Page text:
Google has started to roll out improved filters within its Play Store to help users sort through the dizzying number of apps available. Given the fact that threats from dangerous Android apps have doubled since last year, these tools could be an ingeniously simple way to sort through the apps revealed by every search.
The new search filters let Android users sort apps based on their rating – scores submitted by users who have already installed and used the software, new – for the most recent additions to the Play Store, and premium apps – those that cost money to download or offer in-app purchases.
Intriguingly, Google seems to be dynamically displaying the filters. So, when you’re searching for something incredibly well-known, like WhatsApp, Gmail, Facebook or Snapchat, for example, Google won’t offer the ability to filter results. That’s likely because the first result in the Play Store will be exactly what you’re looking for. However, if you add another word to the search, like “tool”, which could potentially surface some questionable third-party apps trying to piggyback off the vast popularity of a well-known app – Google quickly brings back the filters.
As reported by AndroidPolice, searching for “WhatsApp tool” will immediately bring back the filter options that weren’t available when looking for “WhatsApp”. These let you narrow down the list of apps to those with a 4-star review rating or higher, a 4.5-star rating or higher, those highlighted by Google’s own Editor’s Choice lists, New and Premium.
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Google lets you select multiple filters at once, so you can look for a Premium app with a 4.5-rating or higher, for example.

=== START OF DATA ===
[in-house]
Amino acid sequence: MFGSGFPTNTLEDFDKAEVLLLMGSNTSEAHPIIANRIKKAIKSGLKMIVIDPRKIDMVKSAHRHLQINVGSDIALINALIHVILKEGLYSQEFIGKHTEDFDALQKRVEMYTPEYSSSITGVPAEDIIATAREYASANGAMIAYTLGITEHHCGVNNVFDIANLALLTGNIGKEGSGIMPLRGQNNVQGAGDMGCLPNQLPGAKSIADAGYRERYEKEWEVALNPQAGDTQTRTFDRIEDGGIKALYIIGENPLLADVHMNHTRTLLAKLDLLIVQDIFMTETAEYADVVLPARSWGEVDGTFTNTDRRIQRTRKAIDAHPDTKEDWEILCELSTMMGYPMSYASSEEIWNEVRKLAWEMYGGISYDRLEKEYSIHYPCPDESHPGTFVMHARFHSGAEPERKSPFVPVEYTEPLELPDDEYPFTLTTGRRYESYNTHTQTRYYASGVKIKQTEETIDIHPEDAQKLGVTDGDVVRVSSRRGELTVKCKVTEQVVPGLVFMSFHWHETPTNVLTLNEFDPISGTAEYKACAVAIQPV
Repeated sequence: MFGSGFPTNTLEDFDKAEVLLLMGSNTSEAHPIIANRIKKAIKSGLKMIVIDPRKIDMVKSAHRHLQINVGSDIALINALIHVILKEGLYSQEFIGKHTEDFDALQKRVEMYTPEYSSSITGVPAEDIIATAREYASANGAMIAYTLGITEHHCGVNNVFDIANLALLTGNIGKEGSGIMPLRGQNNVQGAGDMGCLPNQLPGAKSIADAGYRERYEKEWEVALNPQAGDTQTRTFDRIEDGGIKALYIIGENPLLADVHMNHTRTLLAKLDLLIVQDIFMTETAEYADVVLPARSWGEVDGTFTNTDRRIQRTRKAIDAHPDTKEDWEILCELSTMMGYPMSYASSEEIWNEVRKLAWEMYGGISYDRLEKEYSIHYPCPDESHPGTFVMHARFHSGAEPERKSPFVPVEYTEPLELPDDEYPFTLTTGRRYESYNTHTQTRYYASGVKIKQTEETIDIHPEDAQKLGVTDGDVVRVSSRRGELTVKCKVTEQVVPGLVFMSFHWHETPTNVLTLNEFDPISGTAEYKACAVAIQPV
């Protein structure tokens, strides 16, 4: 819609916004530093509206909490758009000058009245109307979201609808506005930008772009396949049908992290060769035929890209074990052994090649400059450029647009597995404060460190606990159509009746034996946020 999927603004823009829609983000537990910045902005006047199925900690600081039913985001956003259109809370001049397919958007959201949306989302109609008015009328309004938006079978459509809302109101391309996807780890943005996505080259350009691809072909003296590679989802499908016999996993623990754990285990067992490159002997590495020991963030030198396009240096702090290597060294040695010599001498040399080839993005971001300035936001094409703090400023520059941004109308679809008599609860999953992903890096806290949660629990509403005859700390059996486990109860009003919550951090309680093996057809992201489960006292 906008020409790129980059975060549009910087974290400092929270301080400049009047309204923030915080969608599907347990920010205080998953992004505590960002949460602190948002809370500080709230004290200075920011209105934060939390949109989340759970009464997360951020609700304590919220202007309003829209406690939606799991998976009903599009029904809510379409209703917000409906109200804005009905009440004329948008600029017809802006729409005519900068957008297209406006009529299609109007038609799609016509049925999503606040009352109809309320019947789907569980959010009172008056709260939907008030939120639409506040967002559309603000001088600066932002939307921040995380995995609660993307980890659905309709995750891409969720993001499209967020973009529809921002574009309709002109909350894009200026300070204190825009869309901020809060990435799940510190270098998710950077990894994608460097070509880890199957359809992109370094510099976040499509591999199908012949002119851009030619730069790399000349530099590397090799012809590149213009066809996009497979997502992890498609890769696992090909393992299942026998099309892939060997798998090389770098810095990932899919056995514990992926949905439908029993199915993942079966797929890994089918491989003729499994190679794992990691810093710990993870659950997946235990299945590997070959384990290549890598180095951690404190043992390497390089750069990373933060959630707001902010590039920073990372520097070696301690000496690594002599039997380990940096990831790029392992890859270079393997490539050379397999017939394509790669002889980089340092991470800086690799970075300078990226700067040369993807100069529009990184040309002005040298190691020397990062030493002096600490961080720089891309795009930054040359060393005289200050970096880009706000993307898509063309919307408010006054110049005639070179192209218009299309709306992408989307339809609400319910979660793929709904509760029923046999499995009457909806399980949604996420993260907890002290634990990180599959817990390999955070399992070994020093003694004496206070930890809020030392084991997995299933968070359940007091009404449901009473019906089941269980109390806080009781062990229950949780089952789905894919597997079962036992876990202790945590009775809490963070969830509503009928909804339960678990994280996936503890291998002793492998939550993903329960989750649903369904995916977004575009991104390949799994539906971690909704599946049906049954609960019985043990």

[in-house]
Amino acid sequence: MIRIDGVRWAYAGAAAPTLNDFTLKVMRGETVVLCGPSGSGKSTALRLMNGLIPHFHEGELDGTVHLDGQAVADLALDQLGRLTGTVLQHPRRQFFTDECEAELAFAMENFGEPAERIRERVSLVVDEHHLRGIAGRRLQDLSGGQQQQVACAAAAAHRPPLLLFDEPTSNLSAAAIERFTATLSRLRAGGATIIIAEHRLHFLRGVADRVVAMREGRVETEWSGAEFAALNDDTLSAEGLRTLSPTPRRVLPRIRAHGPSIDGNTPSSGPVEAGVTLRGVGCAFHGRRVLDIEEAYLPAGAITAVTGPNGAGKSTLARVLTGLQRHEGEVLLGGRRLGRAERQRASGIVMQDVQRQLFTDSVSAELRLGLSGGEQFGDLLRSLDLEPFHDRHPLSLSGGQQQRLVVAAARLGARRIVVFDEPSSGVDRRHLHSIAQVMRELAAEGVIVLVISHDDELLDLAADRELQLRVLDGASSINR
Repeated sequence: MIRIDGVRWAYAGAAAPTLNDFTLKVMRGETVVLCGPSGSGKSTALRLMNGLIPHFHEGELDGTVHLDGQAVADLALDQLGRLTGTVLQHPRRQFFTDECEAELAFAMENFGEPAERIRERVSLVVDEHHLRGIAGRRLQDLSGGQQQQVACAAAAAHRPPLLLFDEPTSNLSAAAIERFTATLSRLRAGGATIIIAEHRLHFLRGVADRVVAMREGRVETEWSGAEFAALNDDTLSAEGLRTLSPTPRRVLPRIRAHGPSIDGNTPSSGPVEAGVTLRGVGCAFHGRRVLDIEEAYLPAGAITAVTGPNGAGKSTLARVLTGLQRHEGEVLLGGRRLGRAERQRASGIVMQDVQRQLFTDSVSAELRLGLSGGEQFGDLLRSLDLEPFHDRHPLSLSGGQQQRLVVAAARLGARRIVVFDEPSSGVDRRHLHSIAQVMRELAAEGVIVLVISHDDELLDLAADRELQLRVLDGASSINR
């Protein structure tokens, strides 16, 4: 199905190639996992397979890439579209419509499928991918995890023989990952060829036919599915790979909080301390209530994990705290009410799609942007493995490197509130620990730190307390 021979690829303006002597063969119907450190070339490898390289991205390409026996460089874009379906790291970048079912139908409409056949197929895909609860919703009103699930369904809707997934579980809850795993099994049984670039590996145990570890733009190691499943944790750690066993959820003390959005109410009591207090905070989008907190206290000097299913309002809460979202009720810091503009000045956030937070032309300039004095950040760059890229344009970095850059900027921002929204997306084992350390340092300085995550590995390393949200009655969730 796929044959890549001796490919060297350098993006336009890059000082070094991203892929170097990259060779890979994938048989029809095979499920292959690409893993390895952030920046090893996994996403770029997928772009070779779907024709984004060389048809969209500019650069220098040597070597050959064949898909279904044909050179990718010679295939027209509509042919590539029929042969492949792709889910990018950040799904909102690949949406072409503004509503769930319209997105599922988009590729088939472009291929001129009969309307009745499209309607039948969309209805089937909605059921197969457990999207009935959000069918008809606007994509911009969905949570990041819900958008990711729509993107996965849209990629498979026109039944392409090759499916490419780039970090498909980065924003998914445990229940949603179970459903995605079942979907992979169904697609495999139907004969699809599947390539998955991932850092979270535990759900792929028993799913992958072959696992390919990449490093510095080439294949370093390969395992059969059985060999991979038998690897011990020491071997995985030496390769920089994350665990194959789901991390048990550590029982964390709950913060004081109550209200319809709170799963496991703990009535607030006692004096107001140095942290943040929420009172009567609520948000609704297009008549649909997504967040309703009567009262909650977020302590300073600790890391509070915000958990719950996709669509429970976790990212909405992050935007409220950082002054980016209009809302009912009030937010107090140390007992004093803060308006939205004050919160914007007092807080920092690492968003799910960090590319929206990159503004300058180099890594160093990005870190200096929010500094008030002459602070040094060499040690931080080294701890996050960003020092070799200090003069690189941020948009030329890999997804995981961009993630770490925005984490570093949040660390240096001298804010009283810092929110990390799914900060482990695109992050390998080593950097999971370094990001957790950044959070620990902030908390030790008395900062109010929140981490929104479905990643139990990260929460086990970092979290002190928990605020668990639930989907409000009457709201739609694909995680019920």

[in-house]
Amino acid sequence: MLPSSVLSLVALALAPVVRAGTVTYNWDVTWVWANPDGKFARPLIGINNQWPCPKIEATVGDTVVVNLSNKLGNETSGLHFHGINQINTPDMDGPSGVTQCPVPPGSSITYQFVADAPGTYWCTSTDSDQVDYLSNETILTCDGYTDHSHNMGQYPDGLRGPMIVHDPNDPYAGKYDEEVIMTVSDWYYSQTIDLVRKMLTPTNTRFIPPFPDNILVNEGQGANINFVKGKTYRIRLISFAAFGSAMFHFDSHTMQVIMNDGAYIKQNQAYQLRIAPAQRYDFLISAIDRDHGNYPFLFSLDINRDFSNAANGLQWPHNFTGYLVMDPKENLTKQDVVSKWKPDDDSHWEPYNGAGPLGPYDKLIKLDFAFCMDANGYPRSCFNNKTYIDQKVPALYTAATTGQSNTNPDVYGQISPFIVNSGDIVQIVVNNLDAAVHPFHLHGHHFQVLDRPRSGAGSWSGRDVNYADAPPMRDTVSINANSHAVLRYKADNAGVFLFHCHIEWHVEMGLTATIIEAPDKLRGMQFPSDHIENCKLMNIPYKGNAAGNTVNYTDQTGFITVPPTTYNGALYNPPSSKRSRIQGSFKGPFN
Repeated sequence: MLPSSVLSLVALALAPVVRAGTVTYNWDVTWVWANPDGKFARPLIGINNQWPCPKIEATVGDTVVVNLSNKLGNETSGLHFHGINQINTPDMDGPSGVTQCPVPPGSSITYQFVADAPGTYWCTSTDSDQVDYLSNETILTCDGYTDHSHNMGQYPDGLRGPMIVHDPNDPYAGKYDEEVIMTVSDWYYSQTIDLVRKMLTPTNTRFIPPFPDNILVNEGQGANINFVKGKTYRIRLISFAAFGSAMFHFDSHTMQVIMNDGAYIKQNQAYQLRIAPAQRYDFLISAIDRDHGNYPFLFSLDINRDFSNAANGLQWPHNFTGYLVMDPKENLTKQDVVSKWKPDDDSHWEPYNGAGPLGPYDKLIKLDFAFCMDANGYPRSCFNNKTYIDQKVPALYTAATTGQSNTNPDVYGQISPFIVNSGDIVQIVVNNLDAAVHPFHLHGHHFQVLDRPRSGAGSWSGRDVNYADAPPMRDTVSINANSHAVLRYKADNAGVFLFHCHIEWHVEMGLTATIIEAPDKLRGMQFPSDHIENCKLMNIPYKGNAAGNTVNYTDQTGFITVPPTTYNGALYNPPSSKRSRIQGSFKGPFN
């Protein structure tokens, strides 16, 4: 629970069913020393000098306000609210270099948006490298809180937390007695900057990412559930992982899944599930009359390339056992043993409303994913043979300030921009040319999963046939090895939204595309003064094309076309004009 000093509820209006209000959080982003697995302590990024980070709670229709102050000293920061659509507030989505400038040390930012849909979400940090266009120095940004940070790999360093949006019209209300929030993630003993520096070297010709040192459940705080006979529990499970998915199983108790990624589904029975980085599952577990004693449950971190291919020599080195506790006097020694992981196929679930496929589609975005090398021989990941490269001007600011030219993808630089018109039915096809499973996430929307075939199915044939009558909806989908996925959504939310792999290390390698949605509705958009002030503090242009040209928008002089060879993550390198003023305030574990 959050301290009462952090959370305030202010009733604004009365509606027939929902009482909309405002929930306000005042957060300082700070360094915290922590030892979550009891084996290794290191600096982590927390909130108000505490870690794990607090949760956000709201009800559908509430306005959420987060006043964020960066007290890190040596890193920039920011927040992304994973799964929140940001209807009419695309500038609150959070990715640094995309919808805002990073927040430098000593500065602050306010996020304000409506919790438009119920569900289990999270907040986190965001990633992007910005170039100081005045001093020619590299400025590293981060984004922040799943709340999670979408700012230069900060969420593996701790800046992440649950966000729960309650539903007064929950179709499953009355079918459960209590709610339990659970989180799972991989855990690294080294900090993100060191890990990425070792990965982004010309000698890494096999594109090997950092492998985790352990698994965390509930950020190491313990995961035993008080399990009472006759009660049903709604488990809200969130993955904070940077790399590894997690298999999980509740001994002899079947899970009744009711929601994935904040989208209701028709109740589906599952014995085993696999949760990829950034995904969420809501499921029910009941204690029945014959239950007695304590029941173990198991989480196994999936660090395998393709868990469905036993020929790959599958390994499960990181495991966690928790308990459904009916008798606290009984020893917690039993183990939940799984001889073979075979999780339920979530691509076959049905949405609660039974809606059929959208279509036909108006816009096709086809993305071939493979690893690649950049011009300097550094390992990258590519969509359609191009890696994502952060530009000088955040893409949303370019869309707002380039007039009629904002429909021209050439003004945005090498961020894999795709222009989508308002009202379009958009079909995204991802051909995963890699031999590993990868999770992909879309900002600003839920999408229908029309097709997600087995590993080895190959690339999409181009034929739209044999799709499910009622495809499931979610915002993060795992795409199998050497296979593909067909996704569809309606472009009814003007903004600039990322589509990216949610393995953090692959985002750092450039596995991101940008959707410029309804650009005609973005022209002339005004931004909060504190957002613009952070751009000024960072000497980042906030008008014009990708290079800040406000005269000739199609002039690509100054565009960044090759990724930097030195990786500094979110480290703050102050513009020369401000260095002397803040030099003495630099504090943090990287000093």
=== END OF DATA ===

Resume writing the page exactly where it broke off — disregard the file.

Unfortunately, there’s no filter to narrow down your search to only show free apps, or those without advertisements. However, given what we know about the primary source of income in Google’s revenue model …we could be waiting some time for those filters to turn up.
This isn’t the first time that Google has played around with filters. The Mountain View-based firm launched similar filters back in late 2017, however, this test was abandoned and never rolled out worldwide. Fingers crossed, this time will be different.
According to security researchers, one sure-fire way to make sure you’re not accidentally installing malware on your smartphone is to check the developer – is it a company you recognise? – as well as the reviews and number of installs. A high number of overall positive reviews is always a pretty good sign that you’re looking at a genuine application.
Now more than ever, Android smartphone owners need to be vigilant of what they’re downloading from the Google Play Store and other popular app repositories for their handset or tablet.
Google is aware of the issue and founded the App Defence Alliance late last year with the help of security companies like ESET, Lookout, and Zimperium to help detect bad apps before they land on shelves in the Play Store. Android now runs on over 2.5 billion devices, which makes it an immensely attractive target for bad actors looking to make money.